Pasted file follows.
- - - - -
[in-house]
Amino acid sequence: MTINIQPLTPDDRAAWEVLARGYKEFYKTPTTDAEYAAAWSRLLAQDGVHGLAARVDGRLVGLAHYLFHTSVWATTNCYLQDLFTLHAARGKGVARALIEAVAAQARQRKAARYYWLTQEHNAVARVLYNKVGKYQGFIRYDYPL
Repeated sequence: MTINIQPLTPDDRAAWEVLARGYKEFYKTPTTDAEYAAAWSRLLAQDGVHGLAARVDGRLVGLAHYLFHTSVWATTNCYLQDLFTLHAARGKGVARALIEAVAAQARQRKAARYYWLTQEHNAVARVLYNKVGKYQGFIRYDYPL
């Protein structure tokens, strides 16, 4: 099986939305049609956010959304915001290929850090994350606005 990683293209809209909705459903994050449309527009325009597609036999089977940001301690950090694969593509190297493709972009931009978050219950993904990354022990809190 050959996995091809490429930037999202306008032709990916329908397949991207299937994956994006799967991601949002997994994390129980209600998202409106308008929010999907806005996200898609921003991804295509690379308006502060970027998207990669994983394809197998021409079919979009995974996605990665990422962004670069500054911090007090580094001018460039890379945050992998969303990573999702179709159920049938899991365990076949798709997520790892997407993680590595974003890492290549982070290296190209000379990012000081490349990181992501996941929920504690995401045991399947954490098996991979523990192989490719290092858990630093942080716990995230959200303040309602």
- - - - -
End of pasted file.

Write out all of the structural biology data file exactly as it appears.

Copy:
[in-house]
Amino acid sequence: MTINIQPLTPDDRAAWEVLARGYKEFYKTPTTDAEYAAAWSRLLAQDGVHGLAARVDGRLVGLAHYLFHTSVWATTNCYLQDLFTLHAARGKGVARALIEAVAAQARQRKAARYYWLTQEHNAVARVLYNKVGKYQGFIRYDYPL
Repeated sequence: MTINIQPLTPDDRAAWEVLARGYKEFYKTPTTDAEYAAAWSRLLAQDGVHGLAARVDGRLVGLAHYLFHTSVWATTNCYLQDLFTLHAARGKGVARALIEAVAAQARQRKAARYYWLTQEHNAVARVLYNKVGKYQGFIRYDYPL
């Protein structure tokens, strides 16, 4: 099986939305049609956010959304915001290929850090994350606005 990683293209809209909705459903994050449309527009325009597609036999089977940001301690950090694969593509190297493709972009931009978050219950993904990354022990809190 050959996995091809490429930037999202306008032709990916329908397949991207299937994956994006799967991601949002997994994390129980209600998202409106308008929010999907806005996200898609921003991804295509690379308006502060970027998207990669994983394809197998021409079919979009995974996605990665990422962004670069500054911090007090580094001018460039890379945050992998969303990573999702179709159920049938899991365990076949798709997520790892997407993680590595974003890492290549982070290296190209000379990012000081490349990181992501996941929920504690995401045991399947954490098996991979523990192989490719290092858990630093942080716990995230959200303040309602």